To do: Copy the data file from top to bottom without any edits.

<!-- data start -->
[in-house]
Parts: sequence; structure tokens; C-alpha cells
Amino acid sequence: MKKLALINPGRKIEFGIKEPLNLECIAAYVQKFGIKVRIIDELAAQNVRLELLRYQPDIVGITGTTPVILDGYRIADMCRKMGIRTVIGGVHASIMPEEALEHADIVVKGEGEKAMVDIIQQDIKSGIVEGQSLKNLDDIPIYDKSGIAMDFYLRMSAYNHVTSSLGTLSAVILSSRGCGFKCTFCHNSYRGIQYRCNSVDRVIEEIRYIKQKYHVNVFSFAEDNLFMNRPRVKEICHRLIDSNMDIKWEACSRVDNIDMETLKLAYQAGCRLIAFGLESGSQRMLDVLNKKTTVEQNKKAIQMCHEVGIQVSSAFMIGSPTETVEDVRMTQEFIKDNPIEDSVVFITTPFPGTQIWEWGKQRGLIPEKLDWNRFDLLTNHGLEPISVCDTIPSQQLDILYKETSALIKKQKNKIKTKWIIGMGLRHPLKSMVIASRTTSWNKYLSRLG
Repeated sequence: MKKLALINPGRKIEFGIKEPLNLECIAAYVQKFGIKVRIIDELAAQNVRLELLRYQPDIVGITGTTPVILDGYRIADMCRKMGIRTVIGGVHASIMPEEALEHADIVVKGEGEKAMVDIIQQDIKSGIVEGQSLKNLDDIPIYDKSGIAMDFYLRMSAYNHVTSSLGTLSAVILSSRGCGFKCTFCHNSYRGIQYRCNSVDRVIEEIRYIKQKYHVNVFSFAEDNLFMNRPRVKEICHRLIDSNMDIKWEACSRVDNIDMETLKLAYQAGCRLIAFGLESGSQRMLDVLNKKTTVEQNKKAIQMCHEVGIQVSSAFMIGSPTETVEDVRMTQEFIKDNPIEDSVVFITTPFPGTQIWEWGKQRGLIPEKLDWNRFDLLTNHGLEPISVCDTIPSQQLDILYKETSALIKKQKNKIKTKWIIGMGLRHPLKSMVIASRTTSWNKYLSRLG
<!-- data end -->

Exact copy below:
[in-house]
Parts: sequence; structure tokens; C-alpha cells
Amino acid sequence: MKKLALINPGRKIEFGIKEPLNLECIAAYVQKFGIKVRIIDELAAQNVRLELLRYQPDIVGITGTTPVILDGYRIADMCRKMGIRTVIGGVHASIMPEEALEHADIVVKGEGEKAMVDIIQQDIKSGIVEGQSLKNLDDIPIYDKSGIAMDFYLRMSAYNHVTSSLGTLSAVILSSRGCGFKCTFCHNSYRGIQYRCNSVDRVIEEIRYIKQKYHVNVFSFAEDNLFMNRPRVKEICHRLIDSNMDIKWEACSRVDNIDMETLKLAYQAGCRLIAFGLESGSQRMLDVLNKKTTVEQNKKAIQMCHEVGIQVSSAFMIGSPTETVEDVRMTQEFIKDNPIEDSVVFITTPFPGTQIWEWGKQRGLIPEKLDWNRFDLLTNHGLEPISVCDTIPSQQLDILYKETSALIKKQKNKIKTKWIIGMGLRHPLKSMVIASRTTSWNKYLSRLG
Repeated sequence: MKKLALINPGRKIEFGIKEPLNLECIAAYVQKFGIKVRIIDELAAQNVRLELLRYQPDIVGITGTTPVILDGYRIADMCRKMGIRTVIGGVHASIMPEEALEHADIVVKGEGEKAMVDIIQQDIKSGIVEGQSLKNLDDIPIYDKSGIAMDFYLRMSAYNHVTSSLGTLSAVILSSRGCGFKCTFCHNSYRGIQYRCNSVDRVIEEIRYIKQKYHVNVFSFAEDNLFMNRPRVKEICHRLIDSNMDIKWEACSRVDNIDMETLKLAYQAGCRLIAFGLESGSQRMLDVLNKKTTVEQNKKAIQMCHEVGIQVSSAFMIGSPTETVEDVRMTQEFIKDNPIEDSVVFITTPFPGTQIWEWGKQRGLIPEKLDWNRFDLLTNHGLEPISVCDTIPSQQLDILYKETSALIKKQKNKIKTKWIIGMGLRHPLKSMVIASRTTSWNKYLSRLG